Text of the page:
Is fear of failure paralysing you?

Is fear of failure paralysing you?

I’ve been meaning to tackle the issue of fear for a long time.

I mean the sort of fear we feel in our professional lives, which prevents us from doing anything new or making changes to our circumstances, even when we’re unhappy continuing with the status quo.

Perhaps I’ve been too scared to do so until now.

It’s much easier to feel safe in our comfort zones than to push ourselves to do something different.

Feel the Fear and Do It Anyway

If you’ve read the book ‘Feel the Fear and Do it Anyway’, first published in 1987 and now a bible for personal development, you will know that the author Susan Jeffers believes that fear comes from not feeling good enough about ourselves.

She also believes that whatever happens, we can handle it — with the right tools and lots of practice to develop our self-belief.

I’ve felt fear throughout my professional life. I was fresh out of University and started temping when I first felt that cold sweat spread through my body, as I realised that I was completely out of my depth, and working for a very impatient monster-boss.

Six months later, I was terrified about starting my first ‘proper’ job in Public Relations. I’d managed to blag my way into an account executive role without thinking about the consequences — for them or me. I didn’t even know what PR was.

As I gained experience in PR, and subsequently in recruitment, I still suffered from a paralysing fear: whether it was about making a call to a hostile client, pitching to a busy journalist or hosting my first seminar.

My armour took the form of procrastination. I’d delay any frightening activities by coming up with a series of excuses, usually starting with ‘what if…?’.

What if I make a fool of myself? What if I give people the wrong advice? What if the client is really rude and I crumble? What if the event isn’t successful?

But if I wanted to keep my job, I had to eventually just do it, push through the fear and do my best to come out unscathed.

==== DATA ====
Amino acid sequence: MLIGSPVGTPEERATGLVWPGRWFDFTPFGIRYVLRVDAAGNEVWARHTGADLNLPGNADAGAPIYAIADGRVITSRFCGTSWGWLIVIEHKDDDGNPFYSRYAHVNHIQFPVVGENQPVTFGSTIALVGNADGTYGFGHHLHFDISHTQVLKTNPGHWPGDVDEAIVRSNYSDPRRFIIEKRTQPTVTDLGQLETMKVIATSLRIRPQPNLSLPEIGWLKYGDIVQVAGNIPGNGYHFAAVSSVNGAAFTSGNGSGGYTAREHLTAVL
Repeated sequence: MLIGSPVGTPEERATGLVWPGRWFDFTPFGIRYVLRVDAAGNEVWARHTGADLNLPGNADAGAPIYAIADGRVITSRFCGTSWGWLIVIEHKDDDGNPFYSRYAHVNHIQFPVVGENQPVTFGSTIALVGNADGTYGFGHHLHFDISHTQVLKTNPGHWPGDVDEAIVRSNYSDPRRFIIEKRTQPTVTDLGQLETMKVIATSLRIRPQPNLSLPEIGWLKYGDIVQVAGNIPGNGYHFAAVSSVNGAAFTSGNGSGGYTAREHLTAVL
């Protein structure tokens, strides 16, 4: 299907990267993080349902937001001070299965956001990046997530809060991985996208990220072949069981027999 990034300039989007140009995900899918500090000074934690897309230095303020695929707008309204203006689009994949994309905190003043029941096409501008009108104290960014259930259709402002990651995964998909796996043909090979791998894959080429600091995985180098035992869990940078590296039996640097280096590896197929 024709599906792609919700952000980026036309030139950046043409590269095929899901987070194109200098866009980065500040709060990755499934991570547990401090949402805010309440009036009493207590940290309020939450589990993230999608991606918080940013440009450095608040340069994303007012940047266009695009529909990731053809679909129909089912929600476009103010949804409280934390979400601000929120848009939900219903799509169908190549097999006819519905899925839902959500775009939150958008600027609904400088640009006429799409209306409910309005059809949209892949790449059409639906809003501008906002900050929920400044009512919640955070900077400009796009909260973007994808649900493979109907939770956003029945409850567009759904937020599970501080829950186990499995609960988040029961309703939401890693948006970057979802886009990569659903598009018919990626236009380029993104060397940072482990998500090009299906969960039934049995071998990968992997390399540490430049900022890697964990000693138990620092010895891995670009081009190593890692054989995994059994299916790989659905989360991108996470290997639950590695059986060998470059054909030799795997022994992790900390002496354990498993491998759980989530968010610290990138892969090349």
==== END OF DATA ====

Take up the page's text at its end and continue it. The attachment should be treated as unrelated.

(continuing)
I always survived.

Choose fear, choose life

Now that I’m self-employed, I can choose to do things that scare me, or I can choose not to.

Because I get bored easily, I usually choose the former.

When I finished my coaching course, I wasn’t ready to coach. But when my first potential client came knocking, I found myself at a ‘sliding door moment’. I could coach her and learn from the experience, or I could come up with an excuse and wait for perfection. Which of course never comes.

Saying yes before I’m ready is a pattern of behaviour:

I have presented at events, on subjects other people are much more qualified to talk about.

I led a training session with a group of fundraisers to improve their professional impact. Never done that before.

I have given a couple of lectures to undergraduates at Syracuse University.  Me, a lecturer! When the invitation came through I said yes immediately, without thinking about the consequences.

In all of these examples, if I hadn’t said yes before I was ready, I would have procrastinated until paralysis set in.

Progress is more important than perfection. I felt the fear and I did it anyway. And survived.

Aim for progress, not perfection

Once you realise that you can achieve most things you put your mind to, the fear becomes addictive. Each time I have the courage to do something scary and survive it, my confidence grows.

The pay off for feeling the fear is huge. Not only the sense of achievement that follows it, but the experience and knowledge gained in learning that new skill.

As long as we push ourselves to do new things, we will feel fear. The path to confidence is via courage. As Susan Jeffers says, the ‘doing it comes before the feeling better about yourself.’

By reading personal development books — and believe me I’ve read a LOT of them, I have started to train myself to replace the ‘what ifs’ with ‘so what, I’ll handle it’.

Everyone experiences fear. Even the most composed and accomplished people are anxious about their next big challenge. It’s human nature. Knowing that the people I’m presenting to are fighting their own inner battles, helps me to put my own fears into perspective.

Nothing exciting happens in the comfort zone. You have to feel the fear to grow.

You might fail (in which case you’ll learn). You might succeed. Wouldn’t you like to know?

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